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Speaker/Room Measurement Witchcraftery

Discussion in 'audio' started by S-Man, Apr 8, 2018.

  1. tuga

    tuga European

    Or take the speakers outdoors?
    herb likes this.
  2. March Audio

    March Audio Trade: March Audio

    Of course :)
  3. John Phillips

    John Phillips pfm Member

    I have REW and a UMIK-1. I occasionally venture into measuring my room/loudspeakers to learn something. I have read the thread with interest but I wonder if there are simpler but still useful things that one can do.

    I have personally found it useful to set up REW to generate noise [1] and then use the RTA (real-time analysis) tool while moving loudspeakers around in real time to observe how the frequency response changes at the listening position. I find I can moderate the peaks and troughs in the low frequency region to a useful extent, and this is noticeable in things like bass-heavy movie scores.

    I am never going to get anywhere close to a perfect response this way. However the human ear-brain system adapts and I have found that I can make a useful improvement without aiming for technical perfection.

    [1] White PN noise for the RTA tool in "Spectrum" mode (which is what I prefer) or Pink PN noise for the RTA tool in one of the "RTA" modes (EDIT: Pink PN noise is safer for the tweeter).
    Last edited: Feb 28, 2019
    tuga, Sibbers and AndyU like this.
  4. Purité Audio

    Purité Audio Trade: Purite Audio

    Wouldn’t it be more convenient to ‘virtually’ move your speakers/listening position in the room simulation feature?
  5. camverton

    camverton pfm Member

    Indeed, and whilst the room sim is a useful tool it won’t be as accurate as the method you use. The room sim cannot take into account openings, odd shaped rooms, furnishings etc etc. In the last analysis, whilst measuring is a fantastically useful tool, it is only that when used with listening with one’s dear old ears and to one’s own taste!
  6. JohnPM

    JohnPM Member

    White noise puts more energy in the tweeters, keep the levels down if you use that.
    John Phillips and camverton like this.
  7. John Phillips

    John Phillips pfm Member

    Indeed. That's a very welcome reminder.

    In the generator I applied the custom high cut filter at 1 kHz (a couple of octaves below the mid/tweeter crossover frequency) and set a maximum level of 80 dB SPL. Positioning a loudspeaker this way seems primarily to impact frequency response below the room's Schroeder frequency (typically 250 Hz, AIUI) and also a little in the two octaves above. So protecting the tweeter (and my ears) is always a good idea.
  8. John Phillips

    John Phillips pfm Member

    Yes. The final proof is in what you hear. In that respect I have been interested in discovering how much room equalization is "good enough" for my ears. I am quite sure "ruler flat" is not necessary to enjoy good sound and, more important, good music. My own experience is that simple improvements with the help of excellent tools like REW work very well without needing to buy more "stuff" to equalize the room to within an inch of its life.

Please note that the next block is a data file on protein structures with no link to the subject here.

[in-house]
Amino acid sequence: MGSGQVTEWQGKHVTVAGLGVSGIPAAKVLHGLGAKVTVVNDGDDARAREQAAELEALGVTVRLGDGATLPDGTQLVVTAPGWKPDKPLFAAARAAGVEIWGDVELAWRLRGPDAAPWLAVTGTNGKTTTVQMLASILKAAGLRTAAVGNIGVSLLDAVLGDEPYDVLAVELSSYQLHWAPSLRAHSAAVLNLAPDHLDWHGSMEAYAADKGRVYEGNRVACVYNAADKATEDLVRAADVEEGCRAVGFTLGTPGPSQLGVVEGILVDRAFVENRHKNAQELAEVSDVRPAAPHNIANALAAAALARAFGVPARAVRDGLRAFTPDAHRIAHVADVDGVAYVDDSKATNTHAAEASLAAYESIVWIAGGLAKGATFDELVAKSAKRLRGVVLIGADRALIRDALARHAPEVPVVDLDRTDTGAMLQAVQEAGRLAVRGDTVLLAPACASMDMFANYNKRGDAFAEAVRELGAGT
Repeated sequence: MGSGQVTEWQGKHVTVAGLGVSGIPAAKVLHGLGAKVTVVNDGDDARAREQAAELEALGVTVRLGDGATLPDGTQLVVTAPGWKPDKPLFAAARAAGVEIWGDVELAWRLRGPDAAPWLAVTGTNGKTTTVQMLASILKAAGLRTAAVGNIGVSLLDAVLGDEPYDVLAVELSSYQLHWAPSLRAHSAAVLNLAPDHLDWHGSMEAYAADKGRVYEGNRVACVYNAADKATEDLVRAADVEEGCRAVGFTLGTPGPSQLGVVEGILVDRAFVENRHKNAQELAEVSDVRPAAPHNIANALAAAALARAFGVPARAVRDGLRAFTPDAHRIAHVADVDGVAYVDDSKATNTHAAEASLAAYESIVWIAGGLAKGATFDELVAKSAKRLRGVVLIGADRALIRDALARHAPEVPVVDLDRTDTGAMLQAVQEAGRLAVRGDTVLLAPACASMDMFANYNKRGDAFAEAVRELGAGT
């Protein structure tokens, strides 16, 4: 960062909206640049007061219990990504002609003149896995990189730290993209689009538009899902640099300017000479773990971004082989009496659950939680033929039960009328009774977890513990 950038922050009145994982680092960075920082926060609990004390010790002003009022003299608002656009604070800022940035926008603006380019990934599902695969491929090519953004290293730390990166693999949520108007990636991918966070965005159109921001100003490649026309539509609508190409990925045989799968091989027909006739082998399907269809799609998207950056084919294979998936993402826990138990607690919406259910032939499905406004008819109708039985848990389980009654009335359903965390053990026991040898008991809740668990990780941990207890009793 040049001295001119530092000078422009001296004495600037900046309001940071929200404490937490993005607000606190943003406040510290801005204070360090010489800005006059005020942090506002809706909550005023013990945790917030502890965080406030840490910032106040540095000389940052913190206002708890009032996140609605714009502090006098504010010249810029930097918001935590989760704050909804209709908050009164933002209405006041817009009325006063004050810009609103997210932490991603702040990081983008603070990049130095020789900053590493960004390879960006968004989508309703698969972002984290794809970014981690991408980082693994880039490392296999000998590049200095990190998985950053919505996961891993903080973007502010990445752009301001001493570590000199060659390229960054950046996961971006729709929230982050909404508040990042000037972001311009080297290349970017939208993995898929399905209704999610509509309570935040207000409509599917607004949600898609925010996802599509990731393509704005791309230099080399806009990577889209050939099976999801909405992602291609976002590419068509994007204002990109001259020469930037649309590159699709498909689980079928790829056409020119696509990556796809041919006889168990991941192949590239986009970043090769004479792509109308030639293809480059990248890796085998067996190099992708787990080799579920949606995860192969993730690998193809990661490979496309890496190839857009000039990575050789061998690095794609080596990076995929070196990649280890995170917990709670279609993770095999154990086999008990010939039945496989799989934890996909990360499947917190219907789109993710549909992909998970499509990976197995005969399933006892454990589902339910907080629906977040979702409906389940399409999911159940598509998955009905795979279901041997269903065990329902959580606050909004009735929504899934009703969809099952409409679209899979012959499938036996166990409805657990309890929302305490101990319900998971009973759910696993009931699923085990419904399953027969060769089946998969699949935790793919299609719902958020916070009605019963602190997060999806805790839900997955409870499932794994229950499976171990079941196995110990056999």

And my room is indeed quite asymmetrical acoustically. A fairly plain wall (with a sofa) to the left. Two doors, a fireplace and bookshelves to the right. Playing with REW's room simulator does show some features recognizable in measurements but didn't help me much (I may still have a lot to learn, though). But putting in the final loudspeaker positions from testing with noise and RTA did show a surprising degree of frequency response smoothing, although not quite in the way I was expecting.
  9. Purité Audio

    Purité Audio Trade: Purite Audio

    You could measure, reposition re-measure and overlay the plots, you don’t really want a’flat’ in room response nearly every domestic user prefers the 10dB downward slope.
  10. John Phillips

    John Phillips pfm Member

    The simulation of my room is quite busy with features, some of which correspond to measured and/or audible features and some that don't (or maybe I just don't understand yet). Plugging numbers into the simulator after positioning the loudspeakers using the noise + RTA method does indicate tentatively what matters in the simulation and what to ignore. I would not understand that from just believing my interpretation the simulation without the practical evidence.
  11. Purité Audio

    Purité Audio Trade: Purite Audio

    The main axial modes are mostly responsible below a few hundred hertz.
    darrenyeats likes this.
  12. ToTo Man

    ToTo Man the band not the dog

    I realise that measuring will answer my question, but before I put my back out doing so, for a loudspeaker system that uses a passive bass radiator to extend low frequency response, such as the Celestion Ditton 66, which driver should be used as the position in the REW Simulator, the active woofer or the passive radiator? I'm presuming its the active woofer, since it's the driver that's contributing most to the output?

    Also, if I wanted to (very roughly) measure the contribution of the passive radiator to the system's response, can I simply measure the system's response whilst blocking the movement of the passive radiator with my hand, and then compare this against the normal response?
  13. tuga

    tuga European

    The REW simulator is too generic. It doesn't take into account doors, windows, furnishing, has no option for irregularly-shapped rooms and doesn't really recreate the response of your particular speaker model.
    I use the same technique as you with RTA/Pink Noise and find it very effective.

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